Topol believes people who have heart disease might be at increased risk of heart attack from Celebrex, but there is no real proof of that, he said.
Going without cox-2s may have its downside for patients, too, experts added.
Since Vioxx and Bextra were taken off the market, rates of gastrointestinal events serious enough to require hospitalization have risen significantly, according to a presentation Thursday at the American College of Rheumatology annual meeting, in Boston.
In fact, these complications have risen 21 percent, said a group led by Dr. Gurkirpal Singh, a rheumatologist and a clinical professor of medicine at Stanford University School of Medicine.
Again, when it comes to stomach risks, the decision as to whether to prescribe Celebrex should be made on a case-by-case basis, one expert said.
"There is a lot of confusion over the cox-2 inhibitor Celebrex and the traditional NSAIDs as well," said Dr. Mark Fendrick, a professor of internal medicine at the University of Michigan School of Medicine and professor of health management and policy at the University of Michigan School of Public Health.
For arthritis patients, Fendrick starts treatment with exercise and physical therapy. "I try hard to avoid all drugs and then use topical medications and acetaminophen as first-line medications," he said.
But for patients who need other medication, Fendrick bases his advice on a combination of the individual patient's risk factors for heart disease versus their risk for gastrointestinal problems. "I recommend cox-2 inhibitors like Celebrex for patients who are at risk of gastrointestinal side effects but at low risk for heart disease," he said.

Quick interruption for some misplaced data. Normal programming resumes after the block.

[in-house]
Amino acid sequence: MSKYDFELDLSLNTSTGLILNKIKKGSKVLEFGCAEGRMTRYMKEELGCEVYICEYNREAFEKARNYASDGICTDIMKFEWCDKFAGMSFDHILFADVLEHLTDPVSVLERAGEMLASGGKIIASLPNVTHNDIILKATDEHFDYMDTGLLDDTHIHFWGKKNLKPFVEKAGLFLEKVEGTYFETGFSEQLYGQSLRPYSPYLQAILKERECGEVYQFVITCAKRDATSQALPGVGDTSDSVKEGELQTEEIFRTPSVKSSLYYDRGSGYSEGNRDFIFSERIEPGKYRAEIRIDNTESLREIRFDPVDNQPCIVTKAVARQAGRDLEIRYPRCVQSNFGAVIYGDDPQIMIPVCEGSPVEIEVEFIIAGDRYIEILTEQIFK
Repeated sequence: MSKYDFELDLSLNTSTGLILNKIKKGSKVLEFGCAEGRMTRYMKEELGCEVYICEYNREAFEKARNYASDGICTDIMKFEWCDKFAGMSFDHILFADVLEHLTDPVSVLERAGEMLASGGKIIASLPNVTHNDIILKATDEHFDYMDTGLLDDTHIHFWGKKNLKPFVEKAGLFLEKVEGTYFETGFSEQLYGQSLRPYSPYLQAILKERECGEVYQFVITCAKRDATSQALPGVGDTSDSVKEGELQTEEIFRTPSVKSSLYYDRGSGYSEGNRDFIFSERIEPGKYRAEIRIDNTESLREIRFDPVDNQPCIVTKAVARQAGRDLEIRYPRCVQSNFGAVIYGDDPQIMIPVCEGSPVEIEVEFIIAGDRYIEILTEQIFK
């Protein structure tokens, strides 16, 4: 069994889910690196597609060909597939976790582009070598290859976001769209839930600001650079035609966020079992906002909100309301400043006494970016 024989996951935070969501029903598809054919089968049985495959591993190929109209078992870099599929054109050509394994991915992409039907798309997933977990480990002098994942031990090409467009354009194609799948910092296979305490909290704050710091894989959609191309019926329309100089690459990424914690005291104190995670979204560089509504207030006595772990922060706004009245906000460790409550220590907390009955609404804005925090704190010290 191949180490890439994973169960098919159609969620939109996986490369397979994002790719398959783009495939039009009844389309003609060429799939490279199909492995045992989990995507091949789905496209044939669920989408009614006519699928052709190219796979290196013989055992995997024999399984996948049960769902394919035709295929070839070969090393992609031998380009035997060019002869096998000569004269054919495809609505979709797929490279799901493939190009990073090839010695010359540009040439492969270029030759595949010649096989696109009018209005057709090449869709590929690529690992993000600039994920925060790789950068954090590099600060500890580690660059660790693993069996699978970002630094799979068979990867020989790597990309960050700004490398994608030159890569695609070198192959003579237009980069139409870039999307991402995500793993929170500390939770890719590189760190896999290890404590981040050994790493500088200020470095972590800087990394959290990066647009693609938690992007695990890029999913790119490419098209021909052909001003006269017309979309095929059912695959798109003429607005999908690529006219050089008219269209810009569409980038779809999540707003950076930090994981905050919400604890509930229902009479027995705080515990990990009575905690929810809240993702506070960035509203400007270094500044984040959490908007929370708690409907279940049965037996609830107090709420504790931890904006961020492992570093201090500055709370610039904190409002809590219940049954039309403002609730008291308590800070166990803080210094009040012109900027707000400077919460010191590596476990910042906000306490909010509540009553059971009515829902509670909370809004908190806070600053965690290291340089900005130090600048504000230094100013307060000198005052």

Celebrex has never been shown to be a superior pain reliever and anti-inflammatory drug over any of the other NSAIDs, Fendrick said. "So, alternatives for pain relief and anti-inflammatory effect are just about as good as traditional NSAIDs," he said.
For people who have a high risk of gastrointestinal side effects, such as those with a history of gastrointestinal problems and those taking anticoagulant drugs, Fendrick recommends coupling NSAIDs with stomach-soothing drugs called proton pump inhibitors. These drugs include widely used medications such as Nexium, Prevacid and Prilosec.
There's more on pain relievers at the U.S. National Library of Medicine.
SOURCES: Mark Fendrick, M.D., professor, internal medicine, University of Michigan School of Medicine and professor, health management and policy, University of Michigan School of Public Health, Ann Arbor; Eric J. Topol, M.D., director, Scripps Translational Science Institute, chief academic officer, Scripps Health, and professor of translational genomics, TSRI, senior consultant, Division of Cardiovascular Diseases, Scripps Clinic, La Jolla, Calif.